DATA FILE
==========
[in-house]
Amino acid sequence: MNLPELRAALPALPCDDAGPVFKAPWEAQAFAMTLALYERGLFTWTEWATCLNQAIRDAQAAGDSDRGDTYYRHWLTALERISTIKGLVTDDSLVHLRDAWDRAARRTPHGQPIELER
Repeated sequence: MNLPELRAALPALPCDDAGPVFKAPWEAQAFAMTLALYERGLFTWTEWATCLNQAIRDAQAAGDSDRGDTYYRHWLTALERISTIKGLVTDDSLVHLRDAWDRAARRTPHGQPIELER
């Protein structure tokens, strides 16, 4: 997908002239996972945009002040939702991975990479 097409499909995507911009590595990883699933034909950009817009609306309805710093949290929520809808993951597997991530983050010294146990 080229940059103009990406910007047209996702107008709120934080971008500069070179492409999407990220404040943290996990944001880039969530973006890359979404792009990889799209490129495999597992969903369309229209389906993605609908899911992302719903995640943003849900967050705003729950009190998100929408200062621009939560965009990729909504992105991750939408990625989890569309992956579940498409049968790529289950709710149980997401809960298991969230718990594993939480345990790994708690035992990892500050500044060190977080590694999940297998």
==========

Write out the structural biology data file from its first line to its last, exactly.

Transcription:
[in-house]
Amino acid sequence: MNLPELRAALPALPCDDAGPVFKAPWEAQAFAMTLALYERGLFTWTEWATCLNQAIRDAQAAGDSDRGDTYYRHWLTALERISTIKGLVTDDSLVHLRDAWDRAARRTPHGQPIELER
Repeated sequence: MNLPELRAALPALPCDDAGPVFKAPWEAQAFAMTLALYERGLFTWTEWATCLNQAIRDAQAAGDSDRGDTYYRHWLTALERISTIKGLVTDDSLVHLRDAWDRAARRTPHGQPIELER
């Protein structure tokens, strides 16, 4: 997908002239996972945009002040939702991975990479 097409499909995507911009590595990883699933034909950009817009609306309805710093949290929520809808993951597997991530983050010294146990 080229940059103009990406910007047209996702107008709120934080971008500069070179492409999407990220404040943290996990944001880039969530973006890359979404792009990889799209490129495999597992969903369309229209389906993605609908899911992302719903995640943003849900967050705003729950009190998100929408200062621009939560965009990729909504992105991750939408990625989890569309992956579940498409049968790529289950709710149980997401809960298991969230718990594993939480345990790994708690035992990892500050500044060190977080590694999940297998």